Walking down a street in any village or town centre in Malta and Gozo, usually offers the sight of several older townhouses belonging to the pre-war or post-war era, sitting neatly in a row. Whichever period they originated from, they are usually characterised by a series of features which render them typical of these Mediterranean islands. Once you become tempted to purchase a townhouse in Malta of your own, in whichever part of the islands you fancy, do keep in mind that certain aspects of the townhouse are particularly appreciated and would make your investment that much more special.
Here is what to look out for:
- Townhouses in Malta are generally small, having not more than two bedrooms. A townhouse with extra rooms is therefore extra special.
- Wooden apertures in good and original condition are a bonus – the front door complete with brass knocker; the original ‘persjani’ alias louvred windows; the traditional wooden balcony. Wooden balconies were typically painted, cream, green, white, red or light blue, all colours which complement the natural limestone facade.
- A curiousity are the shoe scrapers sitting at one or both sides of the front doorstep. Made of wrought iron, these served to scrape goat and dog poo, or mud from the bottom of shoes before entering the house.
- Front door gates when included, are made out of wrought-iron and generally topped by a brass bar and brass handle.
- Apart from the door number (occasionally in brass) and a door name, facades were typically complemented by a ceramic or maiolica plaque depicting a religious saint, the Madonna & Child or the Holy Family.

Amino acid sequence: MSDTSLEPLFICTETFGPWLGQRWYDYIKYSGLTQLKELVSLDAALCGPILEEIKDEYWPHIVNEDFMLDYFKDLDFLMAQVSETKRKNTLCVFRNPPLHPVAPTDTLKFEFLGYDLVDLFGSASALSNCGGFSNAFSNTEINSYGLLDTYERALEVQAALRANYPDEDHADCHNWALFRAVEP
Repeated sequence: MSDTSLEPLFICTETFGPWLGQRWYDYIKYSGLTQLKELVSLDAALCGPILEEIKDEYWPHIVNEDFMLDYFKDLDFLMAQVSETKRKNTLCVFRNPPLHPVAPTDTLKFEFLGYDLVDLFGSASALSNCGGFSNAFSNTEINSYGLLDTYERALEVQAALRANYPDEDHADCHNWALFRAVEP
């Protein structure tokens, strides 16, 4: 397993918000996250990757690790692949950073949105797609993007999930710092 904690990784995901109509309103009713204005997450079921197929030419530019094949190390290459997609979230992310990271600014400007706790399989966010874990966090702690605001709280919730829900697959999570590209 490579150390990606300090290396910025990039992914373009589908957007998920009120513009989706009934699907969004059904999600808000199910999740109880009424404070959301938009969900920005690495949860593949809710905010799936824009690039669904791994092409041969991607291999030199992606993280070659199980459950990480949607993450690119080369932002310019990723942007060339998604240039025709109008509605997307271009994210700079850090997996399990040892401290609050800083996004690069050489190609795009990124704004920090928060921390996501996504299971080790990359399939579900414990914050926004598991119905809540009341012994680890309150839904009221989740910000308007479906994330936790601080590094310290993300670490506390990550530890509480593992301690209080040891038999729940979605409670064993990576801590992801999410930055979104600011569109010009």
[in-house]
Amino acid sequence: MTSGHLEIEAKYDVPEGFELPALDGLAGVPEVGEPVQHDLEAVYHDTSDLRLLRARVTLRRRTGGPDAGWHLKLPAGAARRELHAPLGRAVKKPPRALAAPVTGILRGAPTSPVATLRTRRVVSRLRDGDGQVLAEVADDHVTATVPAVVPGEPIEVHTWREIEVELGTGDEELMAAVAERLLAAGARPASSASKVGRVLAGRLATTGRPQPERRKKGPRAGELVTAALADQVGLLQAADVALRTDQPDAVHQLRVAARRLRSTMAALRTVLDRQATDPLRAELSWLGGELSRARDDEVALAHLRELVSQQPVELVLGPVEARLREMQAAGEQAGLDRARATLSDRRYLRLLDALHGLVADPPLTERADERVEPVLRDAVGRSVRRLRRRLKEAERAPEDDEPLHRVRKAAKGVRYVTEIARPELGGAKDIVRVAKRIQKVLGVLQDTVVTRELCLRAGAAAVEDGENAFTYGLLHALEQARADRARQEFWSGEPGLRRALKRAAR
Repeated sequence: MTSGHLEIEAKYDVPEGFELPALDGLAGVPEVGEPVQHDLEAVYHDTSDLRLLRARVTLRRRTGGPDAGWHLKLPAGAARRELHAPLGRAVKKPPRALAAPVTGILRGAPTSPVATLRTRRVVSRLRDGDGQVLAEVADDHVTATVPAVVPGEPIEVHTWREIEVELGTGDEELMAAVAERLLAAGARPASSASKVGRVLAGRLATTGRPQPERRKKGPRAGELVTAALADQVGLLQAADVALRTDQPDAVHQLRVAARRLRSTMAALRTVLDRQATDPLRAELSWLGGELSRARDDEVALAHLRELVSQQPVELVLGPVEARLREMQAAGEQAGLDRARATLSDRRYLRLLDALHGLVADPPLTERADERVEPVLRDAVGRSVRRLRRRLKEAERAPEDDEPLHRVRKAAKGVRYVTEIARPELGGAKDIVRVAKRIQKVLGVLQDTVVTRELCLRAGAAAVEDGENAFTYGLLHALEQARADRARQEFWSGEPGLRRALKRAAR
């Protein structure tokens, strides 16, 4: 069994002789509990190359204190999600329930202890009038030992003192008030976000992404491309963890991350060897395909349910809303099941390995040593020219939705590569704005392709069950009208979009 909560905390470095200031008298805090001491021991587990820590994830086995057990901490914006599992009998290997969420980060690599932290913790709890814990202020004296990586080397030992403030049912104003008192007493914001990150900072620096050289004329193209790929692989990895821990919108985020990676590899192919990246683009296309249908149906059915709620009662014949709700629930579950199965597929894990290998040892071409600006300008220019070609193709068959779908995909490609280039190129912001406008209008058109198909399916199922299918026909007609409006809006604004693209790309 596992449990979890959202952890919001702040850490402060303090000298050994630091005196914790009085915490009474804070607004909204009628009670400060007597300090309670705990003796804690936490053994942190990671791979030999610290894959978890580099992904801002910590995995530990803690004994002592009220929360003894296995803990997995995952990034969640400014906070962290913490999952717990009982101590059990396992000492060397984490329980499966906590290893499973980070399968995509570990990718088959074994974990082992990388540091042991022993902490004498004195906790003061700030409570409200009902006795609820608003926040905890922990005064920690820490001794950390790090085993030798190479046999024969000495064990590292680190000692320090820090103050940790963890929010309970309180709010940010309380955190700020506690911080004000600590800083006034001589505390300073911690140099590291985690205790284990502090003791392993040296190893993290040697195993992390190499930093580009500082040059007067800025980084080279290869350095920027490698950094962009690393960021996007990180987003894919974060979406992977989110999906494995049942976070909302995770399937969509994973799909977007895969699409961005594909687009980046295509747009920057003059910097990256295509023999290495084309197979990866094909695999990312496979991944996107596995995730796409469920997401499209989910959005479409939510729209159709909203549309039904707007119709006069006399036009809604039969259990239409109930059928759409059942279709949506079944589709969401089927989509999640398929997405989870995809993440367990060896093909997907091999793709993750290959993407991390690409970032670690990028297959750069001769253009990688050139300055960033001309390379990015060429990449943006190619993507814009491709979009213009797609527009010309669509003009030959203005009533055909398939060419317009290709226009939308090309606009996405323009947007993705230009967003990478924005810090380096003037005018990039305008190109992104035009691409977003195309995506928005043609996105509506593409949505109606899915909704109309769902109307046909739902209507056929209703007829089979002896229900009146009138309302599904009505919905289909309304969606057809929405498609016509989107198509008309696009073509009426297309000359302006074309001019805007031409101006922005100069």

- – Indoors, look for original floor tiles, handmade, colourful, intact and ornamental. The true Maltese townhouse usually boasted a different design and pattern of floor tile in each individual room. Today these original tiles can be reproduced at quite elevated prices, but of course nothing beats the original.
- Wrought iron balustrades are a staple feature along the indoor staircase.
- Most townhouses in Malta include a garden at the back. Some of the loveliest gardens can be reached via a roofed verandah shaded by vine on trellis. Gardens were not particularly large but some included a shed in the back and a separate toilet. The grander houses could have a garden large enough to allow the eventual inclusion of a pool. An alternative is the courtyard with its lone citrus tree.
- In the garden watch out for curiosities such as hand-hewn stone seating, sun dials, old plants and stone-cut planters. A well is usually present and the older ones would be have been dug out of the stone in the form of a bell (qanpiena) – a highly prized inclusion with ample water storage capacity.
- Townhouses in Malta are generally well-lit and some may sport a skylight overlooking the stairway, for daylight to spill into the house all day long.
- The cherry on the cake would be the inclusion of a spiral staircase somewhere on the rear part of the house, perhaps leading up to the roof.
The above features are a great guideline on what to look for when checking for authenticity. Keep in mind that many townhouses that were threatened during the war have today been restored. Townhouses in Malta are treasures and can be appreciated any time you look down a road and see a beautiful picture of a row of typical homes available in real estate in Malta. Fortunately many are still around to this day and have survived over time, however on the downside these houses in Malta are sometimes destroyed in favour of new developments. The Malta Planning and Environment Authority is continuing to implement protection measures for this type of property in Malta in certain locations, so as to preserve the heritage and legend of the islands.
Written by Marika Azzopardi
Marika Azzopardi is a freelance writer and journalist. A frequent contributor to national English language papers and magazines, she writes about a bevy of topics including art, people and life in general. She is also the author of children’s books and short stories, delving into adult fiction from time to time.